The Shape of Texas: Maps As Metaphors
Texas-shaped ashtrays, belt buckles, earrings, kitchen utensils--"Texas kitsch"--fill gift shops alongside highways and in airports. The Lone Star State's unmistakable shape is appropriated by advertisers to hawk everything from beans to automobiles inside Texas' borders and beyond. As a billboard-sized neon sign glowing atop a popular honkey-tonk, the Texas map illuminates the Fort Worth night sky, attracting tourists in search of a good time--and a share of the Texas experience.
Over the years America's most recognizable state outline has become one of its most potent symbols, a metaphor for Texas popular culture. In the last decade, the private, commercial, and official use of the Texas map as cultural symbol has boomed.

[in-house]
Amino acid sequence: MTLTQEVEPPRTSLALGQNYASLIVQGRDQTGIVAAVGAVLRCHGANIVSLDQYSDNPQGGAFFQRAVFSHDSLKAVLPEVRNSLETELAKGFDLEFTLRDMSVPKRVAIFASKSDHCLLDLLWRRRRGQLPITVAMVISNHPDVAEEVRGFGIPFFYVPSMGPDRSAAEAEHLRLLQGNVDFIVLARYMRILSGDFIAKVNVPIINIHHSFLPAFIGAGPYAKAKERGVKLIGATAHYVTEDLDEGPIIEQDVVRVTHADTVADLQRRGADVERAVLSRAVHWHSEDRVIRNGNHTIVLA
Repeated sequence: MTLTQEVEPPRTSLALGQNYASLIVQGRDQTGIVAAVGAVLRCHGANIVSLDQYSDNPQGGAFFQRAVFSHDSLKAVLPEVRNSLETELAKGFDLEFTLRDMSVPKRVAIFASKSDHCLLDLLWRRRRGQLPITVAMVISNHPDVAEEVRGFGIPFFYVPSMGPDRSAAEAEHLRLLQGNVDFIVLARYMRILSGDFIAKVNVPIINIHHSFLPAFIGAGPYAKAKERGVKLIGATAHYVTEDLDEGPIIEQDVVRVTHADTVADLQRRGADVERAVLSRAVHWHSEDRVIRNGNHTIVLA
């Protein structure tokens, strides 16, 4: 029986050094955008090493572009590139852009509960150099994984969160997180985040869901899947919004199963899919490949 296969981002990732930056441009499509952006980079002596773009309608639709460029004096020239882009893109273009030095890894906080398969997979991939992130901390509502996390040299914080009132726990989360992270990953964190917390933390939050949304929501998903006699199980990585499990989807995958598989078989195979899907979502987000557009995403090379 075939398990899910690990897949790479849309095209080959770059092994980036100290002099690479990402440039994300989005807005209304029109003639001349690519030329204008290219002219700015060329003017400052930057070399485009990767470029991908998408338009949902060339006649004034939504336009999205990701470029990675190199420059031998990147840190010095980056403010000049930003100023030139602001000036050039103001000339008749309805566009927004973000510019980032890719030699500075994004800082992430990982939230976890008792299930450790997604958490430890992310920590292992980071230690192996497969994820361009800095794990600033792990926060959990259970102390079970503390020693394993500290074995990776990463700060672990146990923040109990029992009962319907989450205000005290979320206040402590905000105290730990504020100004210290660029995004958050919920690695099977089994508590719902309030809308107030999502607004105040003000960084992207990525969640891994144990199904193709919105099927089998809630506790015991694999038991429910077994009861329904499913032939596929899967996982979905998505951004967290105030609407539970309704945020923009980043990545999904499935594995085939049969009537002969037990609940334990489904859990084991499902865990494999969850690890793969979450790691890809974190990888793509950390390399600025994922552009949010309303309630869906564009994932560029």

Richard V. Francaviglia identifies this current trend as "Tex-map mania," and contends that the Texas map as icon integrates geography with history--and gives shape to a mythic landscape and to abstracted notions of what Texas is and who Texans are.
Written in a lively style that engages both the scholar and
the general reader in a discussion of the power of symbol and the
meaning and significance of a shared aesthetic, The Shape of Texas is at the crossroads of cartography and popular culture. Francaviglia uses more than one hundred illustrations in offering a provocative visual and written account of this important, yet much neglected, aspect of Texas history and the dynamics of a still emerging Texas identity.
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